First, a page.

four in the afternoon when I’d had lunch with my husband and my son Umar, who came home from school at two o’clock. I had ten minutes’ sleep and then got up to help Umar with his Arabic before he went to Sitt Wafa for a private lesson.
In the beginning I was amazed that Amer’s foreign wife should offer me this job, and then that I could be satisfied with it. I had a degree in Management Studies from the American University of Beirut, but nobody else had wanted to employ me. They were all scared of the law, the raids and reprisals. Even my husband had wriggled out of his promise to find me a job once he realized what things were like in this country. I kept on hiding in the box until the day I heard the sound of footsteps and then something which I took to be a hand or foot knocking against it. I held my breath, and found that I was praying for help and shaking all over, and I swore to myself there and then that if I got out of that box without being caught and made a fool of I’d give up the job.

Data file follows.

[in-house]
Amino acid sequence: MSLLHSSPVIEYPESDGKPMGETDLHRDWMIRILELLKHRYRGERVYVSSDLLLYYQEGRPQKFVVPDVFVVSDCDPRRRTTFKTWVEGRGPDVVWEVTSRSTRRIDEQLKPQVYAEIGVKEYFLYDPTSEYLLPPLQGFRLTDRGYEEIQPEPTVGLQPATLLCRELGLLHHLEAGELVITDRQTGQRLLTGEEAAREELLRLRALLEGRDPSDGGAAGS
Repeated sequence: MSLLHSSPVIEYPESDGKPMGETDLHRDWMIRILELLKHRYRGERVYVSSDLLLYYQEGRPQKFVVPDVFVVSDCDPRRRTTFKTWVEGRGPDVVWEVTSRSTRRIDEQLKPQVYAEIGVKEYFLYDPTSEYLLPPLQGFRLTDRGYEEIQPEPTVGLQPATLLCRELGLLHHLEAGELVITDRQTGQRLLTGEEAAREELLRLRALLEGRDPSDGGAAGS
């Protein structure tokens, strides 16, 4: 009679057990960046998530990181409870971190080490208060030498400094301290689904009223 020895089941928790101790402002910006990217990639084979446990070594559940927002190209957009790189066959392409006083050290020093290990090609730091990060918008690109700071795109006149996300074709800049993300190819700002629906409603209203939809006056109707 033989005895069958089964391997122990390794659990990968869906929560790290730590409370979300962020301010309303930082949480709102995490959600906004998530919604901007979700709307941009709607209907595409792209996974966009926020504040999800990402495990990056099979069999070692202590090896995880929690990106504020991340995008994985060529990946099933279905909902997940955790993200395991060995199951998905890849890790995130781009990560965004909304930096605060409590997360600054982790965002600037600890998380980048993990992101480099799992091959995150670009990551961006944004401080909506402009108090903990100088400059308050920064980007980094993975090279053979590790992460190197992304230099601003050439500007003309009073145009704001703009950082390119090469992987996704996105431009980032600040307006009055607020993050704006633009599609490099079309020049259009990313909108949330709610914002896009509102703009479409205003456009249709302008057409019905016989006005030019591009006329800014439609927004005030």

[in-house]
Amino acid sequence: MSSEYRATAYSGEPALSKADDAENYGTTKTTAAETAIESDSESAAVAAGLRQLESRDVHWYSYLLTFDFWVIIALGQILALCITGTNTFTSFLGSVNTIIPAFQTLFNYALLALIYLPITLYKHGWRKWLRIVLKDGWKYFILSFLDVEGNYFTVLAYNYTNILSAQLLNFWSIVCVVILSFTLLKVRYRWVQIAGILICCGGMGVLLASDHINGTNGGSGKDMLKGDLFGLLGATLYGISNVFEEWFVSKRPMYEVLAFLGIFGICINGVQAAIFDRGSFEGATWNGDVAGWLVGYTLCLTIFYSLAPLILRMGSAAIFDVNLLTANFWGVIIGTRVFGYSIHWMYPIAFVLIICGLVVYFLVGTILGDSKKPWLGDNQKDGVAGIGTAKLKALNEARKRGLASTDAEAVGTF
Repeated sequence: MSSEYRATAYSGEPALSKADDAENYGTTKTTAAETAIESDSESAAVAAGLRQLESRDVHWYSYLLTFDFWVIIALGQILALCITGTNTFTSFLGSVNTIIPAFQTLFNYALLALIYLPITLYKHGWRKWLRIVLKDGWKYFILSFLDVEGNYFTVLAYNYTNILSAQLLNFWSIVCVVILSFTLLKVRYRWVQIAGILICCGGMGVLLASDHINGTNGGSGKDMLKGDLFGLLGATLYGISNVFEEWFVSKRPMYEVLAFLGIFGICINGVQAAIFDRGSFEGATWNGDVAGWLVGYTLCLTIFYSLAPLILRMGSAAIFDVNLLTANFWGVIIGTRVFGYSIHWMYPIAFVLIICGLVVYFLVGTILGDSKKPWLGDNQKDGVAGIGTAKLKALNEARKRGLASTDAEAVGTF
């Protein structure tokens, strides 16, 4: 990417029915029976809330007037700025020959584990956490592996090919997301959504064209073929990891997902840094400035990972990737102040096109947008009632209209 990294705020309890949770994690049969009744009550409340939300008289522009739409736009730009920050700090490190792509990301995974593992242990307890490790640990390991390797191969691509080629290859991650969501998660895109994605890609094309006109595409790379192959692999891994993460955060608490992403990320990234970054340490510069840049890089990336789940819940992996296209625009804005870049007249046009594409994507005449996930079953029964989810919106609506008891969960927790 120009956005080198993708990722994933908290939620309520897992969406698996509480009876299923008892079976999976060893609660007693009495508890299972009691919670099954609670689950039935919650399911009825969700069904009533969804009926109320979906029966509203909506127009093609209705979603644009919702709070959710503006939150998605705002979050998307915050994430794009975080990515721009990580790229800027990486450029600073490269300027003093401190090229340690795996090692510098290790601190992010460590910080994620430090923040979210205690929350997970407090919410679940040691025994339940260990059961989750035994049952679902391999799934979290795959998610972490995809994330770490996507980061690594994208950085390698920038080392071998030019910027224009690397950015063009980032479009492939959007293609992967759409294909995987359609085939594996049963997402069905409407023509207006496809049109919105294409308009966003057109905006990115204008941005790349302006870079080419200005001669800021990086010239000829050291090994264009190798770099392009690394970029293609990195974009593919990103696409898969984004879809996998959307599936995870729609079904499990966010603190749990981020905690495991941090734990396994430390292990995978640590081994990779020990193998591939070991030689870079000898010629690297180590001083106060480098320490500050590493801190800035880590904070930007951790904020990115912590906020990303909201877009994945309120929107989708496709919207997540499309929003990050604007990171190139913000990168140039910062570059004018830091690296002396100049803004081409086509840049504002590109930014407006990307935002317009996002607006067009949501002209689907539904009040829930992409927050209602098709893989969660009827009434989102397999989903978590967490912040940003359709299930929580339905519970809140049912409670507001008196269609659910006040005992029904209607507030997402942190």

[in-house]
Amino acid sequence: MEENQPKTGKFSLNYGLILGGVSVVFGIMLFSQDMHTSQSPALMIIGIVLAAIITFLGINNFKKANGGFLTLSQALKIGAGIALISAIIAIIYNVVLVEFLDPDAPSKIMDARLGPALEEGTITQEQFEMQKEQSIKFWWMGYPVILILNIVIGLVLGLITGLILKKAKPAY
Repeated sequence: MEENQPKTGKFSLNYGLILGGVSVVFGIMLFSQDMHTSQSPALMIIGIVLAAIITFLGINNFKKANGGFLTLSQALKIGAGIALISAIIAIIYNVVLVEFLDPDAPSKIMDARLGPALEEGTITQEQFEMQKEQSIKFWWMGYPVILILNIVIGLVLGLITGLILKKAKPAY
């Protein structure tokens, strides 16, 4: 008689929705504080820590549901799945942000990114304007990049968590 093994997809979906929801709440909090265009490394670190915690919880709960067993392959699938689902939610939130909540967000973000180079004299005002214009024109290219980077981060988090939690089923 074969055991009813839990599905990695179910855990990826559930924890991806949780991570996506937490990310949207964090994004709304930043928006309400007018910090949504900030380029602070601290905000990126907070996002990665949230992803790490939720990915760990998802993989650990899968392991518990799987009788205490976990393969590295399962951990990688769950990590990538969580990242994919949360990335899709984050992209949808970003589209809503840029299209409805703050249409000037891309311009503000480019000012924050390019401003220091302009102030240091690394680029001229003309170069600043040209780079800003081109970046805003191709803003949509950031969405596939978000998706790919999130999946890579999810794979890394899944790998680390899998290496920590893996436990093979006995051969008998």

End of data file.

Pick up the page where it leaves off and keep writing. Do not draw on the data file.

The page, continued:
On my first day at home after leaving the store I decided not to hang around the house for long. I didn’t want to give myself the chance to be discontented and miserable like the time before. Even then I’d desperately resisted the torpor that enveloped this place, resisted being sucked down by the swamp whose waters never grew deeper but never completely dried up. Like the other women, I’d thrown myself into the life here so that I wouldn’t feel sorry for myself. I’d given up following the news, local or international, and occupied myself with cake recipes, and with finding friends for Umar, and taking him to see a little ape although I knew it had bitten its owner … I’d congratulated myself when I’d prepared dinner for five businessmen in an hour, or entertained Umar’s friends with a puppet theatre I’d made myself, hammering in the nails and sewing and hanging the curtains. I’d sent for the puppets from Lebanon, and when they’d arrived I’d been more delighted with them than my son and his friends. But when the children’s mothers had come and